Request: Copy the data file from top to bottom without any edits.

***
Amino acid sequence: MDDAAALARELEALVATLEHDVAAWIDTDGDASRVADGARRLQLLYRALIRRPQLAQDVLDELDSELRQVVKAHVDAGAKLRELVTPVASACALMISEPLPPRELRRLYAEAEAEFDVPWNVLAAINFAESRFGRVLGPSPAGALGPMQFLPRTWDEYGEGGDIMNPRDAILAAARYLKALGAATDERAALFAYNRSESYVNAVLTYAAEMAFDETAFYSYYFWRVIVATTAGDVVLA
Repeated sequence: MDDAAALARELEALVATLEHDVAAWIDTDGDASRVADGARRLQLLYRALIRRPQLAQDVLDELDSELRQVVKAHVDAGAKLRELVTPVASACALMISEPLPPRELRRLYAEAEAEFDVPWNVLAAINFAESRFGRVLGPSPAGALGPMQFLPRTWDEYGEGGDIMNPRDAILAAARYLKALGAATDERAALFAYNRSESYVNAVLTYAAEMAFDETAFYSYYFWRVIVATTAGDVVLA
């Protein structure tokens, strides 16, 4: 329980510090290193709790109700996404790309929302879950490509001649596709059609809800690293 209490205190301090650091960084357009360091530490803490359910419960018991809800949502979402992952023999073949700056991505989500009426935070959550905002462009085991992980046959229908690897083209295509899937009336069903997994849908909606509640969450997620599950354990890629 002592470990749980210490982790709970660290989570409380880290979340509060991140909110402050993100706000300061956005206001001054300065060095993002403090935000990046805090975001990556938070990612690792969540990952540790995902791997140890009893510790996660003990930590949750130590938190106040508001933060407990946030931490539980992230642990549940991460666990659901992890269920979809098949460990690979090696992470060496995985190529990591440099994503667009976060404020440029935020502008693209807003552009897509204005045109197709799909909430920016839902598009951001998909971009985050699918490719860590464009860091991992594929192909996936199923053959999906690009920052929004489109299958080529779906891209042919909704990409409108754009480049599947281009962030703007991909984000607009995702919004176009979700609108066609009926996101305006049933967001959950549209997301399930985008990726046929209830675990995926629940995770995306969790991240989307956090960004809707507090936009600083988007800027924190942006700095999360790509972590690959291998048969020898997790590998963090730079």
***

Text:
Amino acid sequence: MDDAAALARELEALVATLEHDVAAWIDTDGDASRVADGARRLQLLYRALIRRPQLAQDVLDELDSELRQVVKAHVDAGAKLRELVTPVASACALMISEPLPPRELRRLYAEAEAEFDVPWNVLAAINFAESRFGRVLGPSPAGALGPMQFLPRTWDEYGEGGDIMNPRDAILAAARYLKALGAATDERAALFAYNRSESYVNAVLTYAAEMAFDETAFYSYYFWRVIVATTAGDVVLA
Repeated sequence: MDDAAALARELEALVATLEHDVAAWIDTDGDASRVADGARRLQLLYRALIRRPQLAQDVLDELDSELRQVVKAHVDAGAKLRELVTPVASACALMISEPLPPRELRRLYAEAEAEFDVPWNVLAAINFAESRFGRVLGPSPAGALGPMQFLPRTWDEYGEGGDIMNPRDAILAAARYLKALGAATDERAALFAYNRSESYVNAVLTYAAEMAFDETAFYSYYFWRVIVATTAGDVVLA
């Protein structure tokens, strides 16, 4: 329980510090290193709790109700996404790309929302879950490509001649596709059609809800690293 209490205190301090650091960084357009360091530490803490359910419960018991809800949502979402992952023999073949700056991505989500009426935070959550905002462009085991992980046959229908690897083209295509899937009336069903997994849908909606509640969450997620599950354990890629 002592470990749980210490982790709970660290989570409380880290979340509060991140909110402050993100706000300061956005206001001054300065060095993002403090935000990046805090975001990556938070990612690792969540990952540790995902791997140890009893510790996660003990930590949750130590938190106040508001933060407990946030931490539980992230642990549940991460666990659901992890269920979809098949460990690979090696992470060496995985190529990591440099994503667009976060404020440029935020502008693209807003552009897509204005045109197709799909909430920016839902598009951001998909971009985050699918490719860590464009860091991992594929192909996936199923053959999906690009920052929004489109299958080529779906891209042919909704990409409108754009480049599947281009962030703007991909984000607009995702919004176009979700609108066609009926996101305006049933967001959950549209997301399930985008990726046929209830675990995926629940995770995306969790991240989307956090960004809707507090936009600083988007800027924190942006700095999360790509972590690959291998048969020898997790590998963090730079």